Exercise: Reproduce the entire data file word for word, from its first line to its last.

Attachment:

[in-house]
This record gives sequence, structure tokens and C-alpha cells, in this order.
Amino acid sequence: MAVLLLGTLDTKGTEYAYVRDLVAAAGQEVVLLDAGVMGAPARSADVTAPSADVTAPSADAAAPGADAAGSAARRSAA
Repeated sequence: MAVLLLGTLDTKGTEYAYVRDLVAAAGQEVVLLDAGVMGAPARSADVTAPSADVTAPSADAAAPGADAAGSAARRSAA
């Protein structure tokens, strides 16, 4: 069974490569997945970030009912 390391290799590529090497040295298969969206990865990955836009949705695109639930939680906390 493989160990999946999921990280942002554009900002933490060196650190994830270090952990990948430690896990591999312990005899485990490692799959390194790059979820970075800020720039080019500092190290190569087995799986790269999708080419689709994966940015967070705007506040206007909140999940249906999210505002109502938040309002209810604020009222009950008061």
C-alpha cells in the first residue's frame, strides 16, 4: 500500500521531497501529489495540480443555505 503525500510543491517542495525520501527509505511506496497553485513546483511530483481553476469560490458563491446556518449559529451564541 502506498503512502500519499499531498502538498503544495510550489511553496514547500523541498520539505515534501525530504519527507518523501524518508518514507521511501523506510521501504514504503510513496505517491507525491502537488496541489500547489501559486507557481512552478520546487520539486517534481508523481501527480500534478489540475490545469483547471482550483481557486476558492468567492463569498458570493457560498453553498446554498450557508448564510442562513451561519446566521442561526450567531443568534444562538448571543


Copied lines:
[in-house]
This record gives sequence, structure tokens and C-alpha cells, in this order.
Amino acid sequence: MAVLLLGTLDTKGTEYAYVRDLVAAAGQEVVLLDAGVMGAPARSADVTAPSADVTAPSADAAAPGADAAGSAARRSAA
Repeated sequence: MAVLLLGTLDTKGTEYAYVRDLVAAAGQEVVLLDAGVMGAPARSADVTAPSADVTAPSADAAAPGADAAGSAARRSAA
């Protein structure tokens, strides 16, 4: 069974490569997945970030009912 390391290799590529090497040295298969969206990865990955836009949705695109639930939680906390 493989160990999946999921990280942002554009900002933490060196650190994830270090952990990948430690896990591999312990005899485990490692799959390194790059979820970075800020720039080019500092190290190569087995799986790269999708080419689709994966940015967070705007506040206007909140999940249906999210505002109502938040309002209810604020009222009950008061």
C-alpha cells in the first residue's frame, strides 16, 4: 500500500521531497501529489495540480443555505 503525500510543491517542495525520501527509505511506496497553485513546483511530483481553476469560490458563491446556518449559529451564541 502506498503512502500519499499531498502538498503544495510550489511553496514547500523541498520539505515534501525530504519527507518523501524518508518514507521511501523506510521501504514504503510513496505517491507525491502537488496541489500547489501559486507557481512552478520546487520539486517534481508523481501527480500534478489540475490545469483547471482550483481557486476558492468567492463569498458570493457560498453553498446554498450557508448564510442562513451561519446566521442561526450567531443568534444562538448571543